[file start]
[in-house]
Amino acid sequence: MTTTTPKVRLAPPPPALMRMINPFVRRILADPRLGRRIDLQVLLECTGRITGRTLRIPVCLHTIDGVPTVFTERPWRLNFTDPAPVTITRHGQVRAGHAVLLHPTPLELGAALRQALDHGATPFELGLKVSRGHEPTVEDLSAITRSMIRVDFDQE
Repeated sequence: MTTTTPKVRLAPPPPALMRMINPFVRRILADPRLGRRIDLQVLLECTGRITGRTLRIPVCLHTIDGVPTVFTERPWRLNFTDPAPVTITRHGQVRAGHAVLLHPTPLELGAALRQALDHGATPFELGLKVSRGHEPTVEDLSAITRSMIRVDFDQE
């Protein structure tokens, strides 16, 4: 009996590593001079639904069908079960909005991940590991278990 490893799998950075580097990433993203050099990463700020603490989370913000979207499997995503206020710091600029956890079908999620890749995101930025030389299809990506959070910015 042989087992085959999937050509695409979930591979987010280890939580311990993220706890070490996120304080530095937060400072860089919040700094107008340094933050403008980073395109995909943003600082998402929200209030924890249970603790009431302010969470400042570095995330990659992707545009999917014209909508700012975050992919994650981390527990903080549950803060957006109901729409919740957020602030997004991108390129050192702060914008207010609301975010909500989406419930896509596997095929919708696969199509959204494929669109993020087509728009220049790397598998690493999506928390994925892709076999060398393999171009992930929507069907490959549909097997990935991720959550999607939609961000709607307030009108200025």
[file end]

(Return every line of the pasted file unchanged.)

[in-house]
Amino acid sequence: MTTTTPKVRLAPPPPALMRMINPFVRRILADPRLGRRIDLQVLLECTGRITGRTLRIPVCLHTIDGVPTVFTERPWRLNFTDPAPVTITRHGQVRAGHAVLLHPTPLELGAALRQALDHGATPFELGLKVSRGHEPTVEDLSAITRSMIRVDFDQE
Repeated sequence: MTTTTPKVRLAPPPPALMRMINPFVRRILADPRLGRRIDLQVLLECTGRITGRTLRIPVCLHTIDGVPTVFTERPWRLNFTDPAPVTITRHGQVRAGHAVLLHPTPLELGAALRQALDHGATPFELGLKVSRGHEPTVEDLSAITRSMIRVDFDQE
């Protein structure tokens, strides 16, 4: 009996590593001079639904069908079960909005991940590991278990 490893799998950075580097990433993203050099990463700020603490989370913000979207499997995503206020710091600029956890079908999620890749995101930025030389299809990506959070910015 042989087992085959999937050509695409979930591979987010280890939580311990993220706890070490996120304080530095937060400072860089919040700094107008340094933050403008980073395109995909943003600082998402929200209030924890249970603790009431302010969470400042570095995330990659992707545009999917014209909508700012975050992919994650981390527990903080549950803060957006109901729409919740957020602030997004991108390129050192702060914008207010609301975010909500989406419930896509596997095929919708696969199509959204494929669109993020087509728009220049790397598998690493999506928390994925892709076999060398393999171009992930929507069907490959549909097997990935991720959550999607939609961000709607307030009108200025």